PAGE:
North Korea attempted to sell a form of lithium metal, a key material for developing miniaturized nuclear weapons, to unidentified international buyers last year, according to United Nations investigators tracking dictator Kim Jong Un's weapons-of-mass-destruction programs.
The attempted sale, documented in a U.N. report this month, has sparked new concern in the Trump administration, Congress and the U.N. about the proliferation threat posed by Pyongyang's growing nuclear- and ballistic-missile programs, congressional officials and nuclear-weapons experts said.
"The U.N. Panel of Expert's report on North Korea provides further evidence that North Korea will stop at nothing to advance its illicit nuclear and missile programs," said Sen. Cory Gardner (R., Colo.) who wrote a new sanctions bill against North Korea last year.
North Korea's production of the enriched lithium, known as lithium-6, is also seen by nuclear experts as evidence of the country's accelerated efforts to miniaturize a nuclear warhead, potentially for use on ballistic missiles.
Lithium-6 can be used to produce tritium, which is used to flood neutrons into a nuclear device and magnify the explosive power of nuclear detonations, allowing countries to build bombs with smaller amounts of plutonium or uranium, nuclear experts said.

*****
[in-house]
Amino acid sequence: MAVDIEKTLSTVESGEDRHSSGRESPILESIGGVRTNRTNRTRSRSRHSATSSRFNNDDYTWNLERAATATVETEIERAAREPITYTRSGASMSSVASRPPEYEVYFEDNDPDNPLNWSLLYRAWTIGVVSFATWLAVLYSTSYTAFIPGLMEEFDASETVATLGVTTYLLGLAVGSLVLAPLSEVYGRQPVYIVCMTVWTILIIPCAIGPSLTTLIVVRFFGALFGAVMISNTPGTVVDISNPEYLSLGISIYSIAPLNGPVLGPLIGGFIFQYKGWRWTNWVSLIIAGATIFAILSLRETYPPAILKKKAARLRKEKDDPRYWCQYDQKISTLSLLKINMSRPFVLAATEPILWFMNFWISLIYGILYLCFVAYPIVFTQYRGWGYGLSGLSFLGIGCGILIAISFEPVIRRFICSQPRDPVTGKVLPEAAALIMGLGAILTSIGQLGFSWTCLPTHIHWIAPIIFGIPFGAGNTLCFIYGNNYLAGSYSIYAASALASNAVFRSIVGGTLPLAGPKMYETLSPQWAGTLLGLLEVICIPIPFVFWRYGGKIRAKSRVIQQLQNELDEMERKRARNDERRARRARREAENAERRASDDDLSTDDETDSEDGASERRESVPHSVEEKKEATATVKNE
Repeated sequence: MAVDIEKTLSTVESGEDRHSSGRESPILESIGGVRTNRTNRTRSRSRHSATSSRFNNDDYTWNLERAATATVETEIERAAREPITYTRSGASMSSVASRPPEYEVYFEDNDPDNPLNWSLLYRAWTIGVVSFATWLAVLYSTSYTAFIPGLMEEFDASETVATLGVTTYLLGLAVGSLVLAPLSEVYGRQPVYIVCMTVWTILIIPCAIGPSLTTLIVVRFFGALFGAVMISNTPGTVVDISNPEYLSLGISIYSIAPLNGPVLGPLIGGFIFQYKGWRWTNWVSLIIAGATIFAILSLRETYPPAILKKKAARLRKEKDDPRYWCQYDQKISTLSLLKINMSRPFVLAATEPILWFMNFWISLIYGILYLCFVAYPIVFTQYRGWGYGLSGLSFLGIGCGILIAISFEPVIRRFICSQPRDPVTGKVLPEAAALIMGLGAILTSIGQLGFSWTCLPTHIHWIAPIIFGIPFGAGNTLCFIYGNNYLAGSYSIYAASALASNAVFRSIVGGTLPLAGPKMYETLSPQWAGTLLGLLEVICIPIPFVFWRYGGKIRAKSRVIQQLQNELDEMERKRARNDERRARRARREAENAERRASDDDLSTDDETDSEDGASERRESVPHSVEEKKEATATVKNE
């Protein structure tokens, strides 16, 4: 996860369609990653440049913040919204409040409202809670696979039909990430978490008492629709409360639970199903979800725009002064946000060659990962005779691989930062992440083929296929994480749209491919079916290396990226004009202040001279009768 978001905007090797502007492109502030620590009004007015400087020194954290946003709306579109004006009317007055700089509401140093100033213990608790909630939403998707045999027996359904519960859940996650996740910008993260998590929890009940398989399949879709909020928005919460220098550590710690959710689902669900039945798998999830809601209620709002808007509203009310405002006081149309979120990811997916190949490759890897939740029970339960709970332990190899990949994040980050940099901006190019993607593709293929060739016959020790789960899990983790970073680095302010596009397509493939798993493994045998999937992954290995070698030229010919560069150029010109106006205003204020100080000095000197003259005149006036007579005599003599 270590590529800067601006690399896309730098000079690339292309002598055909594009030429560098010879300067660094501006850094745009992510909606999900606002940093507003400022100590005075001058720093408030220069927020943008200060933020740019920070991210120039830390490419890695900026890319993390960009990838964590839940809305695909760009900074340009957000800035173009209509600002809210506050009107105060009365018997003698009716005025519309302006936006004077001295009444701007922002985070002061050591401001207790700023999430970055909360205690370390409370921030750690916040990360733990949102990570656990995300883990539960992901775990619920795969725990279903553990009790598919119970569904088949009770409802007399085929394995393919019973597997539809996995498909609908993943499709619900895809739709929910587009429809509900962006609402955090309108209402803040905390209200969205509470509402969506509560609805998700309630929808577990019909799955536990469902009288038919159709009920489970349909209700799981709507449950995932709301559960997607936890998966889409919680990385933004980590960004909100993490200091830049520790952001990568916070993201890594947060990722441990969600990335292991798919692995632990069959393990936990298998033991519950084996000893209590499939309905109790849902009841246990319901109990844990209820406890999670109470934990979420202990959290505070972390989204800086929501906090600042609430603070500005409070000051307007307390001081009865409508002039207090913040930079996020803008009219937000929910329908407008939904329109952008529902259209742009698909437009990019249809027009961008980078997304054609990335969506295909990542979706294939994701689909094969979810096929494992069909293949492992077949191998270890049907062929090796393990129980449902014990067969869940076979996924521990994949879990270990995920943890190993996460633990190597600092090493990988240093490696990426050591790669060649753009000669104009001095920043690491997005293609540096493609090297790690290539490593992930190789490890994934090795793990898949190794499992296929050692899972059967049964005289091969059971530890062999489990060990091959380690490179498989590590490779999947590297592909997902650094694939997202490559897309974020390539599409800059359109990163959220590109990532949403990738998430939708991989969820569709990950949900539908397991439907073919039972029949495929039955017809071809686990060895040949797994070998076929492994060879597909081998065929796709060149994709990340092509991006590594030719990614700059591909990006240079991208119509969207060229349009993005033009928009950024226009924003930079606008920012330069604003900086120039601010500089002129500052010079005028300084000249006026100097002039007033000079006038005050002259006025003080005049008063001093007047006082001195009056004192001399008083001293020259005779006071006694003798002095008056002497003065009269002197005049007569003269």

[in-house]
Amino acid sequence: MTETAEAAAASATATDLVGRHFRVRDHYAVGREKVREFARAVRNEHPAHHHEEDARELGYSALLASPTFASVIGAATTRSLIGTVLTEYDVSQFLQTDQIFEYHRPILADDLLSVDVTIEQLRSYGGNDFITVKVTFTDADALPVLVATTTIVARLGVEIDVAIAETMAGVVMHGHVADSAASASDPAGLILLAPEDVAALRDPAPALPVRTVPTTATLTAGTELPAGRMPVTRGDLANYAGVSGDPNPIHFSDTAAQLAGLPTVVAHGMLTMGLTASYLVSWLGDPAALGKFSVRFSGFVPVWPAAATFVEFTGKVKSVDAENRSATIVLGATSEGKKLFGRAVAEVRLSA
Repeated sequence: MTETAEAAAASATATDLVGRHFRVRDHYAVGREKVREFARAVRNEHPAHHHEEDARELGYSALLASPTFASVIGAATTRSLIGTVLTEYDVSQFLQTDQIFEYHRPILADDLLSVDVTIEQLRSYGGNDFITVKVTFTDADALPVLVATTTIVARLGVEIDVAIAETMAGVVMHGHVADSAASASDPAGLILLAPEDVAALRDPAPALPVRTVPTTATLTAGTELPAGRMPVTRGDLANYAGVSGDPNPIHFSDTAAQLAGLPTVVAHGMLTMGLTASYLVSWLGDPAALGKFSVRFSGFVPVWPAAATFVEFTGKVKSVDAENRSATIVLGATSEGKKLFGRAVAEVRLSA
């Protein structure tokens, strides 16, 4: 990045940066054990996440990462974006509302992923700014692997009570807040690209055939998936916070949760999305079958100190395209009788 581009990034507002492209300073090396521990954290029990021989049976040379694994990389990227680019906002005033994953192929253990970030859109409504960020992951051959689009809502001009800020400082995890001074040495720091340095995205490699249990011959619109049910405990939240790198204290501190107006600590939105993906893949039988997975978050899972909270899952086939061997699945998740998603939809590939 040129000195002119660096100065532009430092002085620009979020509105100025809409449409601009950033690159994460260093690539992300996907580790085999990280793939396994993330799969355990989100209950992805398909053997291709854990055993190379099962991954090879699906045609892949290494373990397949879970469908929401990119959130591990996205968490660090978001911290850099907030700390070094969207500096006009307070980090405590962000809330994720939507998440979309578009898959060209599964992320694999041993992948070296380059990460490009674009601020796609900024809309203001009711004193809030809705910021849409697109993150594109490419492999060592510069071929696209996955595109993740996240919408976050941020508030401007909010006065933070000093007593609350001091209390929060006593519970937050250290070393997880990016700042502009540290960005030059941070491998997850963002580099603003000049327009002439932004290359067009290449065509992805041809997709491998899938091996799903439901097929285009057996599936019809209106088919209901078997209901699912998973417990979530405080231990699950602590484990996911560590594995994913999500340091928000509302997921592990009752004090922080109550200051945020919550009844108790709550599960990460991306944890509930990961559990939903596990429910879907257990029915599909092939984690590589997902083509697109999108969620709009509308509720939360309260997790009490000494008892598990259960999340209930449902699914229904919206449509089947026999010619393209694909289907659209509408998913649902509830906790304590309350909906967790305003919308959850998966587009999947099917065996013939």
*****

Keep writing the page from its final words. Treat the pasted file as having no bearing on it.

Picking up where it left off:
These smaller devices can be affixed to intercontinental ballistic missiles.
"Lithium-6 is ideal, not only for making tritium for boosting fission devices, but also for directly fueling advanced weapons—including thermonuclear bombs," said Henry Sokolski, a former Pentagon official who heads the Nonproliferation Policy Education Center, a Washington think tank.
Lithium also has nonmilitary applications, particularly in producing batteries, lubricants and medicines, nuclear experts said. North Korea is believed to have significant natural deposits of the metal in its soil.